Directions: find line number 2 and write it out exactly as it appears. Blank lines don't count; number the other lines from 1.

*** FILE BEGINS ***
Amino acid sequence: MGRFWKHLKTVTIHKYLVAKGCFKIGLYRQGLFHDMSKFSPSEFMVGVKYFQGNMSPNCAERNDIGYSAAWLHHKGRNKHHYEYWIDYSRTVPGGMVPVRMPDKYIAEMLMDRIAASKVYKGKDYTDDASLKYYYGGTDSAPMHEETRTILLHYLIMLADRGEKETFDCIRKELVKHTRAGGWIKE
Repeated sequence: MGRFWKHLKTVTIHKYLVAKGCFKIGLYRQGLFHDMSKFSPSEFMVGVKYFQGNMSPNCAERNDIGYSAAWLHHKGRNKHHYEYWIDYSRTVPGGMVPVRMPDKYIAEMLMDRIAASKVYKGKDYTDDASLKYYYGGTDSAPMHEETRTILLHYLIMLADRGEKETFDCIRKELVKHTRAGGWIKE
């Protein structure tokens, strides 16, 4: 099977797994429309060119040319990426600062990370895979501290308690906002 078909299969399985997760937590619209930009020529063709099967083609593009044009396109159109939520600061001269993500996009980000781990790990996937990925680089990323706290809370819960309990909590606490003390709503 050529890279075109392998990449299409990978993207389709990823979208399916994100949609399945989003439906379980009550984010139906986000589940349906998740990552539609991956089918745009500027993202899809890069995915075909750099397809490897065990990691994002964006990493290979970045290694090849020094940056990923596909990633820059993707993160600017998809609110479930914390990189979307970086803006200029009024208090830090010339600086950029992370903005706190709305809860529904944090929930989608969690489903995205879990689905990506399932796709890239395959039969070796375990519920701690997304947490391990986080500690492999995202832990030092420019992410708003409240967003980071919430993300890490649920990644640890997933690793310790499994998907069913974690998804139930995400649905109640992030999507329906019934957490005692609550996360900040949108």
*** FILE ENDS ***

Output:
Repeated sequence: MGRFWKHLKTVTIHKYLVAKGCFKIGLYRQGLFHDMSKFSPSEFMVGVKYFQGNMSPNCAERNDIGYSAAWLHHKGRNKHHYEYWIDYSRTVPGGMVPVRMPDKYIAEMLMDRIAASKVYKGKDYTDDASLKYYYGGTDSAPMHEETRTILLHYLIMLADRGEKETFDCIRKELVKHTRAGGWIKE